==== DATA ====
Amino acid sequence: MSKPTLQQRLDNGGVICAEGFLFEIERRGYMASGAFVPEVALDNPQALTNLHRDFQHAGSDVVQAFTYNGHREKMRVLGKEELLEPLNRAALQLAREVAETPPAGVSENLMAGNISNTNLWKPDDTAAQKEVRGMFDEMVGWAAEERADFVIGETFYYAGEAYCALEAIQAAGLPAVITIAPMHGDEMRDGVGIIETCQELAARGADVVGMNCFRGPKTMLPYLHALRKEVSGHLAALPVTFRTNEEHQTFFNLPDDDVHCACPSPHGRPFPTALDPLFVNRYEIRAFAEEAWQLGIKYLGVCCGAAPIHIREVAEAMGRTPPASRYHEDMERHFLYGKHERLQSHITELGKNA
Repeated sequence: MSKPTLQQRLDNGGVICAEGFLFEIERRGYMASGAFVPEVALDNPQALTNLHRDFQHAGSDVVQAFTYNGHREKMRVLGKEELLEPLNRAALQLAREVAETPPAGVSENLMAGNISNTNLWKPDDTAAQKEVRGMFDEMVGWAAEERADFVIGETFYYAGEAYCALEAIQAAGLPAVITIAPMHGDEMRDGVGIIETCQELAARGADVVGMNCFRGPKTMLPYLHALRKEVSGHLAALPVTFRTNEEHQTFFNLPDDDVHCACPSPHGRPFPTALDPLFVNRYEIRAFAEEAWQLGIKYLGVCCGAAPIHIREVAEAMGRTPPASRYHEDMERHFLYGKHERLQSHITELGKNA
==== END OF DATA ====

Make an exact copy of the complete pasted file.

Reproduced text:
Amino acid sequence: MSKPTLQQRLDNGGVICAEGFLFEIERRGYMASGAFVPEVALDNPQALTNLHRDFQHAGSDVVQAFTYNGHREKMRVLGKEELLEPLNRAALQLAREVAETPPAGVSENLMAGNISNTNLWKPDDTAAQKEVRGMFDEMVGWAAEERADFVIGETFYYAGEAYCALEAIQAAGLPAVITIAPMHGDEMRDGVGIIETCQELAARGADVVGMNCFRGPKTMLPYLHALRKEVSGHLAALPVTFRTNEEHQTFFNLPDDDVHCACPSPHGRPFPTALDPLFVNRYEIRAFAEEAWQLGIKYLGVCCGAAPIHIREVAEAMGRTPPASRYHEDMERHFLYGKHERLQSHITELGKNA
Repeated sequence: MSKPTLQQRLDNGGVICAEGFLFEIERRGYMASGAFVPEVALDNPQALTNLHRDFQHAGSDVVQAFTYNGHREKMRVLGKEELLEPLNRAALQLAREVAETPPAGVSENLMAGNISNTNLWKPDDTAAQKEVRGMFDEMVGWAAEERADFVIGETFYYAGEAYCALEAIQAAGLPAVITIAPMHGDEMRDGVGIIETCQELAARGADVVGMNCFRGPKTMLPYLHALRKEVSGHLAALPVTFRTNEEHQTFFNLPDDDVHCACPSPHGRPFPTALDPLFVNRYEIRAFAEEAWQLGIKYLGVCCGAAPIHIREVAEAMGRTPPASRYHEDMERHFLYGKHERLQSHITELGKNA